We have been calling for Jammeh to vacate the presidency three years running.  You can see the relevant blog posts here, here and here.

Recent events unfolding in the Gambia  have compelled us to renew our call for Jammeh to step down from the presidency for the good of the country and its people.

Jammeh's 22-year dictatorship has been nothing but a nightmare. It transformed a free, open and democratic Gambia into one of the world's most repressive country's.

The democratic environment that guaranteed the freedom of expression and, the rule of law, under the government of Sir Dawda Kairaba Jawara, formed cornerstone that made it possible for a relatively well-managed and thriving economy which was the envy of managers of regional economies.

The mismanagement of the economy under Jammeh resulted in wealth and financial resources being concentrated in the hands of the Gambian dictator and a few of his cronies at the expense of economic growth and development.  For example, The Gambia ranked third (behind Cote d'Ivoire and Cabo Verde) in the 16-member ECOWAS region in per capita GDP when Jammeh seized power illegally in 1994.   Today, the Gambia ranks dead last being out-performed by Guinea Bissau  (one of Africa's most unstable country) and post conflict countries like Sierra Leone and Liberia.

The economy is not the only casualty of the Jammeh regime.  Human rights of Gambians suffered and continue to suffer similar fate.  Jammeh has jailed, maimed, exiled, killed, extra-judicially executed and made countless Gambians to disappear.  His deplorable record has resulted in numerous verbal sanctions from every human rights organization of note across the globe.

The international community and its associated organs such as the United Nations, European Union and the Commonwealth - before Jammeh unilaterally withdrew the country's membership - have all fielded missions to the country that resulted in condemnation of the regime's treatment of its citizens that resulted in the threats of sanctions.

In fact, we have come to learn that last week's follow-up mission by members of the European Parliament following the passage of a sternly-worded Resolution that threatened targeted sanctions that included the possibility of imposing travel ban on the regime's senior officials led to the fleeing of the regime's Interior Minister (Ousman Sonko) who feared that his name would be at the top of the list of any impending ban.  He escaped to Sweden where he is seeking political asylum.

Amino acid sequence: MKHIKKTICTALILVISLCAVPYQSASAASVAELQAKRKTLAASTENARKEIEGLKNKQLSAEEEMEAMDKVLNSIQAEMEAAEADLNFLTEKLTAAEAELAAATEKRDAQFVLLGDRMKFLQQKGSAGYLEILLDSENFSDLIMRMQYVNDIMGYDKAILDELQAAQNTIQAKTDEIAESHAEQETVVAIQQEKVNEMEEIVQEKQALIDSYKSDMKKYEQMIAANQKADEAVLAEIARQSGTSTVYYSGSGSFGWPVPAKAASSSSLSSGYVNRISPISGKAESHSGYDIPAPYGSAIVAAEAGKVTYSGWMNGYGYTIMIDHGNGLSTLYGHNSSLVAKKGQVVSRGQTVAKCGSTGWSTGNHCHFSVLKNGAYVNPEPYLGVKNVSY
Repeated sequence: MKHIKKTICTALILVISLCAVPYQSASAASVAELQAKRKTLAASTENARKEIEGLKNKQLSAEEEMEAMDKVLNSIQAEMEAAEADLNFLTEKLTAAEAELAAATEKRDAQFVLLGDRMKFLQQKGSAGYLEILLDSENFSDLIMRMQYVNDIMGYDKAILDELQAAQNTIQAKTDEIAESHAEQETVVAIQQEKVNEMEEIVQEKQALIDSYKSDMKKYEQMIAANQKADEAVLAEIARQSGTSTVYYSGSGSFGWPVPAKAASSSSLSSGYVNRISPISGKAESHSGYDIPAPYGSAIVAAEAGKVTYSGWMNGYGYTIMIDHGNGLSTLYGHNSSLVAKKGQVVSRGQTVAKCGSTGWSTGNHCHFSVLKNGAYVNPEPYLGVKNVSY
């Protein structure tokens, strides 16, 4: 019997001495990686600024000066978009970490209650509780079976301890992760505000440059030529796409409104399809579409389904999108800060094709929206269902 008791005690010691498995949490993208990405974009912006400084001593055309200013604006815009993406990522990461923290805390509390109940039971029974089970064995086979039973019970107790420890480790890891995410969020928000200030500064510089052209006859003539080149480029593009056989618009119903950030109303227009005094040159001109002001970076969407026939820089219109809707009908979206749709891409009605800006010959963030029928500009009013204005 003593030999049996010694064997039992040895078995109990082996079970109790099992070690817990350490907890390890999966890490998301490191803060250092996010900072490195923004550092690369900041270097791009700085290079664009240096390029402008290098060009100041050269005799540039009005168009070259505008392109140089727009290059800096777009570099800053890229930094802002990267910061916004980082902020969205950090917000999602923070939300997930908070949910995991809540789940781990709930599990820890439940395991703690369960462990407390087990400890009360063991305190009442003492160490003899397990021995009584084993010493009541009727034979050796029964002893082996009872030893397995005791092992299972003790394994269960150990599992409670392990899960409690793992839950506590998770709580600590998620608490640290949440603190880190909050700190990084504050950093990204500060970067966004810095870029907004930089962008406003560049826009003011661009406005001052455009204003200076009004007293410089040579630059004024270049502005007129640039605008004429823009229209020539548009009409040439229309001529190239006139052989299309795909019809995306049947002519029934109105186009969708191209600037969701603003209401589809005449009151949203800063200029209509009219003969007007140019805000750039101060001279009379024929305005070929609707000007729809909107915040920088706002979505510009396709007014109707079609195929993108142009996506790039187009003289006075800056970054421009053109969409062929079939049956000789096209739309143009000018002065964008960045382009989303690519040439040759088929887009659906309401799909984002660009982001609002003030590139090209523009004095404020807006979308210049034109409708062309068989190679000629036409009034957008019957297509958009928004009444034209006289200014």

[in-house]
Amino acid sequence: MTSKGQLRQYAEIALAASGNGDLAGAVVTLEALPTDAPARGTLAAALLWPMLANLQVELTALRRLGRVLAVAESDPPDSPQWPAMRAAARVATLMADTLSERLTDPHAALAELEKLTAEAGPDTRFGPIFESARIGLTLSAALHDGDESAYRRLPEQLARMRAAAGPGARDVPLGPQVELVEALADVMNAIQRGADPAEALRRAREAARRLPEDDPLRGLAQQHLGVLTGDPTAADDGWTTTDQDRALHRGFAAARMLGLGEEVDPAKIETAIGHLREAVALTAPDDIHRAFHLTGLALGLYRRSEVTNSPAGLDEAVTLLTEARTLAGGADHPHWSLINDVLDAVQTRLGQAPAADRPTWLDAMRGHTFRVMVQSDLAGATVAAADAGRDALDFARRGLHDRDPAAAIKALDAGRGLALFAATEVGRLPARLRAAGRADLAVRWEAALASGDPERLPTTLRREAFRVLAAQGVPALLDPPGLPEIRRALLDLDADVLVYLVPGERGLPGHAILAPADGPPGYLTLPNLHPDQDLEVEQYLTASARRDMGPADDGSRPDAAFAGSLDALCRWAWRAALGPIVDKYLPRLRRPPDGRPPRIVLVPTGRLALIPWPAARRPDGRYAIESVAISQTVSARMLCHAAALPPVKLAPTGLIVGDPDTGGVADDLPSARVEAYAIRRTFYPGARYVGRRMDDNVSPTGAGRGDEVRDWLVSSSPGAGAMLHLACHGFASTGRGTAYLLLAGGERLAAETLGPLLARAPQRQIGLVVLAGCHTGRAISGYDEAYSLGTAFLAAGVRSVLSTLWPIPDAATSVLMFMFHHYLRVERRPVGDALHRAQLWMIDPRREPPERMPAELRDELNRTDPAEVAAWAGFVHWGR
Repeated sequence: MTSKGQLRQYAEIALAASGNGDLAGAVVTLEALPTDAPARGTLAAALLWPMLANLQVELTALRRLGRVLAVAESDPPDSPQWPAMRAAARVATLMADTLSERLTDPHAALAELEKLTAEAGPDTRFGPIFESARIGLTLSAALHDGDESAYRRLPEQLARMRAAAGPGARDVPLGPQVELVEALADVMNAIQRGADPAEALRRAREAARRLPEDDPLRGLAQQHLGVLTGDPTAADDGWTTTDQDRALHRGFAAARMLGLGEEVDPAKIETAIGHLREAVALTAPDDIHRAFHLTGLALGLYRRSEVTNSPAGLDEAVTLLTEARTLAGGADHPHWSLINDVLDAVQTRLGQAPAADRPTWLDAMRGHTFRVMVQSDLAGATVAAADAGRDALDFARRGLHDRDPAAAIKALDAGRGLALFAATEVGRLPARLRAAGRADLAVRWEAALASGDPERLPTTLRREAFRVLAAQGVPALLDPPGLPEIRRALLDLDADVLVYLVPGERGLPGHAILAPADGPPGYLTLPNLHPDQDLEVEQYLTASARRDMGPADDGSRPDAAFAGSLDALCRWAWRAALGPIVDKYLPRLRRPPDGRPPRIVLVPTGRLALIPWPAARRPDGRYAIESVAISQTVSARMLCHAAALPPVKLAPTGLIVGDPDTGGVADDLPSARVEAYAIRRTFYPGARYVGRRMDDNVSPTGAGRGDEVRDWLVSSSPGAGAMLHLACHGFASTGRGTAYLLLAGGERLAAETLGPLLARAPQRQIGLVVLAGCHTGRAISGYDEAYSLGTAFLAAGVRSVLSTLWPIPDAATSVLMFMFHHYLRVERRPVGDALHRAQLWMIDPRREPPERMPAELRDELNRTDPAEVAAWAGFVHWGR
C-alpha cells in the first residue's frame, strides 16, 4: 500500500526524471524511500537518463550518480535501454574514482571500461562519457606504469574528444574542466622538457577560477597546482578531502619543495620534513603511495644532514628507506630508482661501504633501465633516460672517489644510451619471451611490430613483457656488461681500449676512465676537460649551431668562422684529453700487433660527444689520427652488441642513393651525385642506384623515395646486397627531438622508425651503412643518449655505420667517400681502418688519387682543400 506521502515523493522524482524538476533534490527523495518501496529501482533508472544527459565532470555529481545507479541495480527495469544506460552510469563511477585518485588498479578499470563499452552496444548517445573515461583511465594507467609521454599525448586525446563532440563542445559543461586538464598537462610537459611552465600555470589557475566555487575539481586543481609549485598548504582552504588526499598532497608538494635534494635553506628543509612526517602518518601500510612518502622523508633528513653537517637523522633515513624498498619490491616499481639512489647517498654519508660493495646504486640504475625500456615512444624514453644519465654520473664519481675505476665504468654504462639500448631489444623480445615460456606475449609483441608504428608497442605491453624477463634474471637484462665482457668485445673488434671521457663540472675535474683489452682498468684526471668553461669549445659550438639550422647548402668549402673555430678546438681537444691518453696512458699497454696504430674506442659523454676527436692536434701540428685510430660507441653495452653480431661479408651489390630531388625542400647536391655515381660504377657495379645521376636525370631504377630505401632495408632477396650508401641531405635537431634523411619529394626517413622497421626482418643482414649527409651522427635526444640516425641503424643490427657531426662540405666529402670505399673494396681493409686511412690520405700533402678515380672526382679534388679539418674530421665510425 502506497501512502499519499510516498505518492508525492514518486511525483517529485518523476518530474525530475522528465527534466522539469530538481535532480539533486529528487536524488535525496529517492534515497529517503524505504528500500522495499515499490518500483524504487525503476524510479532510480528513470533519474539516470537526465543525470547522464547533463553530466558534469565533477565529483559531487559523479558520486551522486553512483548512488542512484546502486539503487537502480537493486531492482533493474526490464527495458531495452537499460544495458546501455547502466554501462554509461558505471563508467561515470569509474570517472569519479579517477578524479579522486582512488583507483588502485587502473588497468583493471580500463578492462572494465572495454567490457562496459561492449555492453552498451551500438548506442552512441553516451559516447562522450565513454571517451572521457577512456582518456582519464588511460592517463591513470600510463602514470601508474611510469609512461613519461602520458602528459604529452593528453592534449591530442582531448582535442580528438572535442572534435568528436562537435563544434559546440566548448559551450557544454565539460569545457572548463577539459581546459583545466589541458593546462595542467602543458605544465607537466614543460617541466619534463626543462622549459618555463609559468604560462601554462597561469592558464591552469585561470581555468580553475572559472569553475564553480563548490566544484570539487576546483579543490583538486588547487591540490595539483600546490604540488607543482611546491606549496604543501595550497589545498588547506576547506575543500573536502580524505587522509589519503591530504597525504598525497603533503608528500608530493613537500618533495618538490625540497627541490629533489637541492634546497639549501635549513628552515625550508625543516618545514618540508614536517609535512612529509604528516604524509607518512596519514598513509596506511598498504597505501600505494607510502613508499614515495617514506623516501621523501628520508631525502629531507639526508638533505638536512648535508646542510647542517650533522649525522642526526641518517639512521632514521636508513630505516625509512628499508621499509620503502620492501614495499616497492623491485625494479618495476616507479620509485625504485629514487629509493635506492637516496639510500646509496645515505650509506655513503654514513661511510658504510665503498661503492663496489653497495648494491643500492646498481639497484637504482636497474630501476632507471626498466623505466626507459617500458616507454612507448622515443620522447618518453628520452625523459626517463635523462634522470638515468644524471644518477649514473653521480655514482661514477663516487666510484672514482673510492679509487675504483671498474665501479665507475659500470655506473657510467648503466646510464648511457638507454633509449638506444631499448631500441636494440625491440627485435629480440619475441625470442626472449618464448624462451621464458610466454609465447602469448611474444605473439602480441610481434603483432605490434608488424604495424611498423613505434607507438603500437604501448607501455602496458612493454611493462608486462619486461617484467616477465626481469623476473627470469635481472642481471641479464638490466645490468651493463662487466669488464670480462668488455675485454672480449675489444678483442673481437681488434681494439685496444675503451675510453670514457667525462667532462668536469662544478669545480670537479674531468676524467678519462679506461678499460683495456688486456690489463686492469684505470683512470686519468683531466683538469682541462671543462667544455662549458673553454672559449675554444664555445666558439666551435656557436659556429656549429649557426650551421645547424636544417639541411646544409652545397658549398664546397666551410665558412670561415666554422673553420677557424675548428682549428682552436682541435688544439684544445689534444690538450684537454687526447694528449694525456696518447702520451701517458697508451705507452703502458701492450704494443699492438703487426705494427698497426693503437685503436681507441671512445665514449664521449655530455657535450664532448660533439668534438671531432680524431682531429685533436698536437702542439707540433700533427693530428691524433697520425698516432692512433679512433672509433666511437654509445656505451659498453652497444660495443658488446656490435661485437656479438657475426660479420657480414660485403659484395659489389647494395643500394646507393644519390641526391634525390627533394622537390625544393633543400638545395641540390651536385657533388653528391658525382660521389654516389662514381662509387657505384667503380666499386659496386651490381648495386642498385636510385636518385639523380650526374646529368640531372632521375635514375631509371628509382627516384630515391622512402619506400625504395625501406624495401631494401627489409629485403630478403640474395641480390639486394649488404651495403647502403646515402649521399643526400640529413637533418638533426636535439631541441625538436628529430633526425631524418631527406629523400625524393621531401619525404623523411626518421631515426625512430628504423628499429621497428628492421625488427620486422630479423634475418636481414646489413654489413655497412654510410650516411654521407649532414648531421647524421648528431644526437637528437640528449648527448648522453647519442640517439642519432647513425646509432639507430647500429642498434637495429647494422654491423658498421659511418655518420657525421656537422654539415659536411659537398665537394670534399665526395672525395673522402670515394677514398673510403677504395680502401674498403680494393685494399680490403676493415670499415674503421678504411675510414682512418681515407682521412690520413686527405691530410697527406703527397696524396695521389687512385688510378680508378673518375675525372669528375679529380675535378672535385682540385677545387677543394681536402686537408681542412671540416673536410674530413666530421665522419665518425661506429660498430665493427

The decision by the longest-serving Interior Minister and the most trusted partner of Jammeh has sent signals across the security agencies that the end is near for the regime.  As we have reported previously, cracks in Jammeh's security cordon continue to widen since the 30th December 2014 attack on State House led by diaspora dissidents.

The Interior Minister was personally and intimately involved in the planning and execution of numerous high profile human rights cases that include but not limited to the death in custody of Solo Sandeng, the assassination of Deyda Hydara, the disappearances of journalist Ebrima Chief Manneh and aid worker Kanyiba Kanyi.  

Factions within the armed forces have already developed and a high degree of suspicion exists within them, threatening the peace and stability of both The Gambia and the region.  Ousman Sonko's defection has caused others within the security forces to think of absconding as well, plunging the country into further insecurity.

The former minister has vast amount of sensitive and highly explosive information in his possession that can further damage the regime's already battered image but may seriously undermine the legitimacy of the regime because of the pivotal role Ousman Sonko had played in the electoral processes that saw the election of Yaya Jammeh as president.  It is time for Jammeh to step down.            

Saturday, September 24, 2016

Gambian politicians grilled at ECOWAS Parliament

Majority Leader, Fabakary Tombong Jatta
Netty Baldeh 
Hons. Fabakary Tombong Jatta and Netty Baldeh, both APRC National Assembly Members wished they didn't attend this year's second session of ECOWAS Parliament in Abuja where their colleagues, especially parliamentarians from Senegal and Togo, peppered them with stinging questions, ranging from the deplorable human rights environment, the precarious state of readiness for the presidential elections to the lack of presidential term limit.

The Senegalese parliamentarian, Soulaymane Ndoye, questioned his Gambian colleagues on the wisdom of the arbitrary and exorbitant tariffs increases without due notice in contravention of existing ECOWAS protocol. which led to the 3-month closure of the border between the two countries early this year.

However, it was the Togolese opposition parliamentarian's citing of media accounts of the suppression of the rights of the opposition and the lack of freedom of expression prevailing in Yaya Jammeh's country that irked the two Gambian politicians.  The Togolese parliamentarian wanted to know whether the rights of the opposition and freedom of expression will be guaranteed as the December presidential election approaches.

In response, the two Gambian parliamentarians went into their characteristic incomprehensible and defensive tirade in defense of the man they erroneously refer to as a pan-Africanist who does not bend to the wishes of "external forces" or 21st century imperialists.  Their boss has a special dislike for the British, so it was not surprising that employed - as a matter of routine - anti-British and/or anti-America tirade  in their responses.

It was equally unsurprising when Mr. Jatta said that neither in the UK nor in the US was political space or opportunity accorded to the opposition..  In short, and from their vantage point, the opposition's political space must be restricted to the point of rendering them ineffectual or extinct.  We hope the Gambian opposition is taking note of what is in store for them.